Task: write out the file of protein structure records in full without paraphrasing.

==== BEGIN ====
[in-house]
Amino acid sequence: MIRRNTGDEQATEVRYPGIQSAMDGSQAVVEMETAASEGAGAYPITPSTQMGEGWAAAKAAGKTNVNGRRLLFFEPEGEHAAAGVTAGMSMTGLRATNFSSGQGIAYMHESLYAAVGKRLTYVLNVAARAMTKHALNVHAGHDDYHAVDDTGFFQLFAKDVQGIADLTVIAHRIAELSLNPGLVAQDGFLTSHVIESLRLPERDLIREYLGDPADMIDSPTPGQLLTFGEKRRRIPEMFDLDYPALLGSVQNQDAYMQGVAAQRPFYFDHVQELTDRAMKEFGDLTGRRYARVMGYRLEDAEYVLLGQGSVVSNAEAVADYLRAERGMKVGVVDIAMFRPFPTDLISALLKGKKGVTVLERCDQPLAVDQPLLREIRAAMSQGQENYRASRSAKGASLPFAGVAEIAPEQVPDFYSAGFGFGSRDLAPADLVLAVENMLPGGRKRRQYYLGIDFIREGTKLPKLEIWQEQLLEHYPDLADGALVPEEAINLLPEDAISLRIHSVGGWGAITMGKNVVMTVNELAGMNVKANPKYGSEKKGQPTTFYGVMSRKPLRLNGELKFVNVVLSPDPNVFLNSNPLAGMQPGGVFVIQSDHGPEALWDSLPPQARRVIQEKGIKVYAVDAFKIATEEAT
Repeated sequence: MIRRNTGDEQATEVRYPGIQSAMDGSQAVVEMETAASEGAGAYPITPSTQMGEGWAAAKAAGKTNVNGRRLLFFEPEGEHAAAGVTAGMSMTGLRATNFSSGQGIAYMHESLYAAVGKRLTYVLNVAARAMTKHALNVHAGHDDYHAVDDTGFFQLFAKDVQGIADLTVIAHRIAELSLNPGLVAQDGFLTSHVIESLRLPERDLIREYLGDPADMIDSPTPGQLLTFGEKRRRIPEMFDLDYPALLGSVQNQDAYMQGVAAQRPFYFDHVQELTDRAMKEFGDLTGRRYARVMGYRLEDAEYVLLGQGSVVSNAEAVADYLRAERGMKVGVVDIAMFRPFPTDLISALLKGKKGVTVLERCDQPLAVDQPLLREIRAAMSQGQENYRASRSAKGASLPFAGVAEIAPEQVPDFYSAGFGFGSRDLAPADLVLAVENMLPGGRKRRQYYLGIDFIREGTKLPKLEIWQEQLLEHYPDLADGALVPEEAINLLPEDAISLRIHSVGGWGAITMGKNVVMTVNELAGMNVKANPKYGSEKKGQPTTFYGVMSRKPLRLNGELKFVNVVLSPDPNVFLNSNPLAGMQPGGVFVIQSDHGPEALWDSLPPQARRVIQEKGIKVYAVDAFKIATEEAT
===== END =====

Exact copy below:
[in-house]
Amino acid sequence: MIRRNTGDEQATEVRYPGIQSAMDGSQAVVEMETAASEGAGAYPITPSTQMGEGWAAAKAAGKTNVNGRRLLFFEPEGEHAAAGVTAGMSMTGLRATNFSSGQGIAYMHESLYAAVGKRLTYVLNVAARAMTKHALNVHAGHDDYHAVDDTGFFQLFAKDVQGIADLTVIAHRIAELSLNPGLVAQDGFLTSHVIESLRLPERDLIREYLGDPADMIDSPTPGQLLTFGEKRRRIPEMFDLDYPALLGSVQNQDAYMQGVAAQRPFYFDHVQELTDRAMKEFGDLTGRRYARVMGYRLEDAEYVLLGQGSVVSNAEAVADYLRAERGMKVGVVDIAMFRPFPTDLISALLKGKKGVTVLERCDQPLAVDQPLLREIRAAMSQGQENYRASRSAKGASLPFAGVAEIAPEQVPDFYSAGFGFGSRDLAPADLVLAVENMLPGGRKRRQYYLGIDFIREGTKLPKLEIWQEQLLEHYPDLADGALVPEEAINLLPEDAISLRIHSVGGWGAITMGKNVVMTVNELAGMNVKANPKYGSEKKGQPTTFYGVMSRKPLRLNGELKFVNVVLSPDPNVFLNSNPLAGMQPGGVFVIQSDHGPEALWDSLPPQARRVIQEKGIKVYAVDAFKIATEEAT
Repeated sequence: MIRRNTGDEQATEVRYPGIQSAMDGSQAVVEMETAASEGAGAYPITPSTQMGEGWAAAKAAGKTNVNGRRLLFFEPEGEHAAAGVTAGMSMTGLRATNFSSGQGIAYMHESLYAAVGKRLTYVLNVAARAMTKHALNVHAGHDDYHAVDDTGFFQLFAKDVQGIADLTVIAHRIAELSLNPGLVAQDGFLTSHVIESLRLPERDLIREYLGDPADMIDSPTPGQLLTFGEKRRRIPEMFDLDYPALLGSVQNQDAYMQGVAAQRPFYFDHVQELTDRAMKEFGDLTGRRYARVMGYRLEDAEYVLLGQGSVVSNAEAVADYLRAERGMKVGVVDIAMFRPFPTDLISALLKGKKGVTVLERCDQPLAVDQPLLREIRAAMSQGQENYRASRSAKGASLPFAGVAEIAPEQVPDFYSAGFGFGSRDLAPADLVLAVENMLPGGRKRRQYYLGIDFIREGTKLPKLEIWQEQLLEHYPDLADGALVPEEAINLLPEDAISLRIHSVGGWGAITMGKNVVMTVNELAGMNVKANPKYGSEKKGQPTTFYGVMSRKPLRLNGELKFVNVVLSPDPNVFLNSNPLAGMQPGGVFVIQSDHGPEALWDSLPPQARRVIQEKGIKVYAVDAFKIATEEAT